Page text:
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Washing, Jesuses, and lab specimens in my back pack...

As of today, we have been in Nicaragua for eight weeks... how time flies when Jesus has graced your front door religiously (yes, aren’t I amusing) every Thursday for the last month in preparation for that most holy of weeks, Semana Santa.

Turns out Jesus—or at least seven foot tall plaster replicas of him in various positions on roster blocks—quite likes to hang out at the Merced church, which is a mere stone’s throw from our front door. Not that Jesus throws the stones himself, you understand—I think he was against that kind of thing. And it’s not just Jesus... you might not be aware of this but here in Central America he has quite a large following. Usually this “following” consists of: the guys carrying him around (about twelve of them); the altar boys; the priest; a marching band with at least one tuba, three trumpets, a trombone, and a drum; and about fifty well-wishers on bikes or on foot. You should also note that each church has a Jesus of its own, and possibly a marching band as well, so in the lead-up to the Easter festivities there are lots of Jesuses out and about.

One of the things I really appreciate about spending Easter in a highly religious, third world nation is the complete lack of commercialism that accompanies Easter. Here, they actually celebrate the point of Easter—well Christian Easter anyway.

Jesus?... Check.

Lent?... Check.

Palm fronds?... Check.

Catholic guilt?...Check.


Unashamed commercialism?...

Ugly foil rabbits?... Not at all.

Apparently it will all get drunken and rowdy come Sunday. But I can’t express how much I appreciate not having to look at chocolate catalogues. And, if the people want to get trashed to celebrate Jesus rising from the dead, I don’t have a problem with that.

So, many things have occurred since I last wrote:

We went and hung out at the Laguna de Apoyo for a couple of days. It’s a body of water in a volcanic crater, slightly salty and warm from underground fumeroles. We kayaked, we swam, we ate, we drank, we got horrendously sunburned... We moved into our freshly-painted-with-the-aroma-of-wet-dog house.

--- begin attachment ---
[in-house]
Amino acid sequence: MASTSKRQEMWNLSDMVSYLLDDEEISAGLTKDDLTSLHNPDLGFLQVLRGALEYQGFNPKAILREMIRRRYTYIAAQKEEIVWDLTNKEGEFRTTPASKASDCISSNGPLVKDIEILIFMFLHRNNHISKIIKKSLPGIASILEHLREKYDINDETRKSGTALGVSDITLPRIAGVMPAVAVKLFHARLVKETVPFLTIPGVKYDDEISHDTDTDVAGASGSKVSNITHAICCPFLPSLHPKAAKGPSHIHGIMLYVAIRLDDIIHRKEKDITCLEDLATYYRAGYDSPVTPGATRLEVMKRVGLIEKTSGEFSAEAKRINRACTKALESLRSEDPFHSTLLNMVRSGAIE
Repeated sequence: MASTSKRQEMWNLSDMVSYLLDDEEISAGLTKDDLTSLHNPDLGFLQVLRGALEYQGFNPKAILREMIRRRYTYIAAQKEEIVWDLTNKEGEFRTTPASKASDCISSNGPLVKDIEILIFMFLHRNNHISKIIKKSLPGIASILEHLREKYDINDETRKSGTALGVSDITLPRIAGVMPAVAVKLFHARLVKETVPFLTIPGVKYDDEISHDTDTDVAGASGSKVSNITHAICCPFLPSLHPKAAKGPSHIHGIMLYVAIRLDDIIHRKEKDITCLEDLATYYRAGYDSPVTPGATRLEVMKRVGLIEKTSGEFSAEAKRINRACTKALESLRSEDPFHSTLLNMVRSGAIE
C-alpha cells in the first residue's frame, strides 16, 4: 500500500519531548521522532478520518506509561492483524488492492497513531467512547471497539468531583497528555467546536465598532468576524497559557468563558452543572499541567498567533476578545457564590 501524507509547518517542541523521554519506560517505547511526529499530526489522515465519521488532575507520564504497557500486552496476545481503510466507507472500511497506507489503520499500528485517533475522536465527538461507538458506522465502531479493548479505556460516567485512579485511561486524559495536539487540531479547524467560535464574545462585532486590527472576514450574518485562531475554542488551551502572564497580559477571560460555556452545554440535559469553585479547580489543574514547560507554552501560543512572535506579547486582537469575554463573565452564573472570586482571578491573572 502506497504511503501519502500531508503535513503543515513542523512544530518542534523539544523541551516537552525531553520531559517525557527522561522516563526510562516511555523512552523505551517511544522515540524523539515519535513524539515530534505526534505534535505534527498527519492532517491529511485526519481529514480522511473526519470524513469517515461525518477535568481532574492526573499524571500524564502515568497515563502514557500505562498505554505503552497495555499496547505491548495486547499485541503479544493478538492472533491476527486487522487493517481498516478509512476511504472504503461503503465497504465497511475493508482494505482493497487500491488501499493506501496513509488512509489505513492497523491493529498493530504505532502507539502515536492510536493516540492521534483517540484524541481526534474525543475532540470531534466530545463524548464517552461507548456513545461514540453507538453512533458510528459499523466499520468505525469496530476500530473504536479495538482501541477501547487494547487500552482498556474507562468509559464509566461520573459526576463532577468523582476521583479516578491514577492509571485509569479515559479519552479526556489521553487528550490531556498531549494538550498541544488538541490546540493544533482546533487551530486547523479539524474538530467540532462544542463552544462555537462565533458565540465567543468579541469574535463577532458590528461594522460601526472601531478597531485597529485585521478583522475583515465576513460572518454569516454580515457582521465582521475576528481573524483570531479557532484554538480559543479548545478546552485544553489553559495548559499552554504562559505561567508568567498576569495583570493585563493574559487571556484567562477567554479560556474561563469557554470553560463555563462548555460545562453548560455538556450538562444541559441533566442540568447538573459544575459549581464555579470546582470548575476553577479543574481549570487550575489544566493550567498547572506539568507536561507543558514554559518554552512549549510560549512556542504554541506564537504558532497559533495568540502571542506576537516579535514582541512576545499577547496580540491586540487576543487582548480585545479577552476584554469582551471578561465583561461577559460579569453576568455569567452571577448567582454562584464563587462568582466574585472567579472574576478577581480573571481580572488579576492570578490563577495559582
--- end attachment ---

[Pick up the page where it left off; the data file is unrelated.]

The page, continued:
Kaleb has arrived. Barbara arrived and then left.

We are still taking Spanish lessons.

I wash all the clothes by hand on a washboard with a bucket of water and a cake of detergent and David mops the floors with a rag.

However, I can tell you’re all just dying to know what I mean by the lab specimens... So here goes.

David decided that I had developed a suspicious (“sospechoso/a” in Spanish) looking “freckle” on my back after our sunburning sojourn to the laguna. So, I made some enquiries as to where those from the good ol’ US of A go to get checked out, and found myself a doctora who also specialises in Lyposuction, Botox and chemical peels... so, of course, I made an appointment for all of those things, but also to have my mole checked. It was my hope that, since this Doctora saw all the ex-pats, she might speak some English. Not that I’m unwilling to learn/speak Spanish. It’s just that I’m not that keen on sitting and nodding uncomprehendingly until I pick out an odd word here or there that I assume means what I think it means when it is my back on the line. Sadly, la doctora didn’t speak English, bar one phrase (which I will keep to myself for the moment). So I took Dave along for moral support and we managed to convey that I’d been to the doctor but six months ago for a check, this looked suspicious, what did she think? David helpfully informed her of my family history, and she decided I should have a biopsy. She told us that there was no pathology lab in Granada and that we would have to go to Managua, but then she told me to come in tomorrow for the biopsy so we assumed we had misinterpreted.

The day after the next day (it was a Nica-time appointment) we went back and I was given a local anaesthetic (I managed to translate the question “are you allergic?”) and then, as la doctora was gouging at my back, she pulled out her one English phrase: “No pain? No pain?”. As it was on my back, I couldn’t see anything, but Dave was looking a bit pale as la doctora and her twelve year old assistant finished drilling this circular blade that looked like a leather punch into my skin. They finished off taking the sample and dunked it in a jar with formaldehyde, and then cauterised the spot she had gouged at. Followed by which, she wrote some instructions, wrote my name in texta on the jar, handed it over to me with the name and address of the pathologist in Managua, and told me to come back with the results in a couple of weeks. Oh!? So here I am carrying my own mole to the bus. Sigh. Nothing like being your own pathology courier.

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